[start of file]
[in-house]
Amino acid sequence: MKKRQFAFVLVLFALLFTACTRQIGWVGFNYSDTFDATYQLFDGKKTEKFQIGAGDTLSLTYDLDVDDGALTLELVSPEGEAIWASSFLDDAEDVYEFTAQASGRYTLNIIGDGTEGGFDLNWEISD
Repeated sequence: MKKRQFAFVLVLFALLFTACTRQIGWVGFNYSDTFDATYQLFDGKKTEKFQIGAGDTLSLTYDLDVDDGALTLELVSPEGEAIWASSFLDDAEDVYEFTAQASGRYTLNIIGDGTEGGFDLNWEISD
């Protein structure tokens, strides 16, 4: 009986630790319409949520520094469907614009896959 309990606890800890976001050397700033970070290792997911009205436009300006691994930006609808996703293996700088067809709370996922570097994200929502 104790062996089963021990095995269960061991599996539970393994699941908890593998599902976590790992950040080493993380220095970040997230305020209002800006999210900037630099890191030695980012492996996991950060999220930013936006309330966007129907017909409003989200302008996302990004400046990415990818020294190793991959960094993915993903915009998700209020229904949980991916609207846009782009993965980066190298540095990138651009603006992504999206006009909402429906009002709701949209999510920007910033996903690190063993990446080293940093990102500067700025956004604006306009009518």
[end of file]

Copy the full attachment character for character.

[in-house]
Amino acid sequence: MKKRQFAFVLVLFALLFTACTRQIGWVGFNYSDTFDATYQLFDGKKTEKFQIGAGDTLSLTYDLDVDDGALTLELVSPEGEAIWASSFLDDAEDVYEFTAQASGRYTLNIIGDGTEGGFDLNWEISD
Repeated sequence: MKKRQFAFVLVLFALLFTACTRQIGWVGFNYSDTFDATYQLFDGKKTEKFQIGAGDTLSLTYDLDVDDGALTLELVSPEGEAIWASSFLDDAEDVYEFTAQASGRYTLNIIGDGTEGGFDLNWEISD
């Protein structure tokens, strides 16, 4: 009986630790319409949520520094469907614009896959 309990606890800890976001050397700033970070290792997911009205436009300006691994930006609808996703293996700088067809709370996922570097994200929502 104790062996089963021990095995269960061991599996539970393994699941908890593998599902976590790992950040080493993380220095970040997230305020209002800006999210900037630099890191030695980012492996996991950060999220930013936006309330966007129907017909409003989200302008996302990004400046990415990818020294190793991959960094993915993903915009998700209020229904949980991916609207846009782009993965980066190298540095990138651009603006992504999206006009909402429906009002709701949209999510920007910033996903690190063993990446080293940093990102500067700025956004604006306009009518």